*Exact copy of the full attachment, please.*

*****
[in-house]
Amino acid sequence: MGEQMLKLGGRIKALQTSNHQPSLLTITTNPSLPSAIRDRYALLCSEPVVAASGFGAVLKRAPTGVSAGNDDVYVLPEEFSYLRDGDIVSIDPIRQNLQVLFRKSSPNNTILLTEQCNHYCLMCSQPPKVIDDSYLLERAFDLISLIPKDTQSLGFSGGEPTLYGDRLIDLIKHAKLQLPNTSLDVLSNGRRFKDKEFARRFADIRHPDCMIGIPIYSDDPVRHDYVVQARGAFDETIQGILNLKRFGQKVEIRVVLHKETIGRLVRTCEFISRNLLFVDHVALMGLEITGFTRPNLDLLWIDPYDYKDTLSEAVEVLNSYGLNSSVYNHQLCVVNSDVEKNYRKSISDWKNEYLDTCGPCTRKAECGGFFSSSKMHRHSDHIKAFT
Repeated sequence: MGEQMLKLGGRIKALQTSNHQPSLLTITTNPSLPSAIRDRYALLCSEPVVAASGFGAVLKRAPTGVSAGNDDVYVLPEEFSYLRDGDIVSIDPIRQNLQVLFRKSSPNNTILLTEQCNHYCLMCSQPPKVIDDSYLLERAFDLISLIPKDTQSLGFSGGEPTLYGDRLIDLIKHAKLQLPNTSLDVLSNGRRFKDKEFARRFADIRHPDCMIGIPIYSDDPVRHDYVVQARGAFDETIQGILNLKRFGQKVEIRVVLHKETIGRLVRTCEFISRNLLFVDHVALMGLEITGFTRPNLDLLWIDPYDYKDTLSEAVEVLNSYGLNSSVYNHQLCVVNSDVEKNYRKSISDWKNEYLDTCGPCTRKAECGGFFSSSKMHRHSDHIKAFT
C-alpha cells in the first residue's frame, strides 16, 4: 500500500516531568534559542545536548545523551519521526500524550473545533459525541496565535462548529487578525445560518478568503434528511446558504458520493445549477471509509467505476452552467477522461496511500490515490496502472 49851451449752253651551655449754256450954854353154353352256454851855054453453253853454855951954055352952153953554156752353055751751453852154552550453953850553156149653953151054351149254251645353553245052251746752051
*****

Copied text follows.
[in-house]
Amino acid sequence: MGEQMLKLGGRIKALQTSNHQPSLLTITTNPSLPSAIRDRYALLCSEPVVAASGFGAVLKRAPTGVSAGNDDVYVLPEEFSYLRDGDIVSIDPIRQNLQVLFRKSSPNNTILLTEQCNHYCLMCSQPPKVIDDSYLLERAFDLISLIPKDTQSLGFSGGEPTLYGDRLIDLIKHAKLQLPNTSLDVLSNGRRFKDKEFARRFADIRHPDCMIGIPIYSDDPVRHDYVVQARGAFDETIQGILNLKRFGQKVEIRVVLHKETIGRLVRTCEFISRNLLFVDHVALMGLEITGFTRPNLDLLWIDPYDYKDTLSEAVEVLNSYGLNSSVYNHQLCVVNSDVEKNYRKSISDWKNEYLDTCGPCTRKAECGGFFSSSKMHRHSDHIKAFT
Repeated sequence: MGEQMLKLGGRIKALQTSNHQPSLLTITTNPSLPSAIRDRYALLCSEPVVAASGFGAVLKRAPTGVSAGNDDVYVLPEEFSYLRDGDIVSIDPIRQNLQVLFRKSSPNNTILLTEQCNHYCLMCSQPPKVIDDSYLLERAFDLISLIPKDTQSLGFSGGEPTLYGDRLIDLIKHAKLQLPNTSLDVLSNGRRFKDKEFARRFADIRHPDCMIGIPIYSDDPVRHDYVVQARGAFDETIQGILNLKRFGQKVEIRVVLHKETIGRLVRTCEFISRNLLFVDHVALMGLEITGFTRPNLDLLWIDPYDYKDTLSEAVEVLNSYGLNSSVYNHQLCVVNSDVEKNYRKSISDWKNEYLDTCGPCTRKAECGGFFSSSKMHRHSDHIKAFT
C-alpha cells in the first residue's frame, strides 16, 4: 500500500516531568534559542545536548545523551519521526500524550473545533459525541496565535462548529487578525445560518478568503434528511446558504458520493445549477471509509467505476452552467477522461496511500490515490496502472 49851451449752253651551655449754256450954854353154353352256454851855054453453253853454855951954055352952153953554156752353055751751453852154552550453953850553156149653953151054351149254251645353553245052251746752051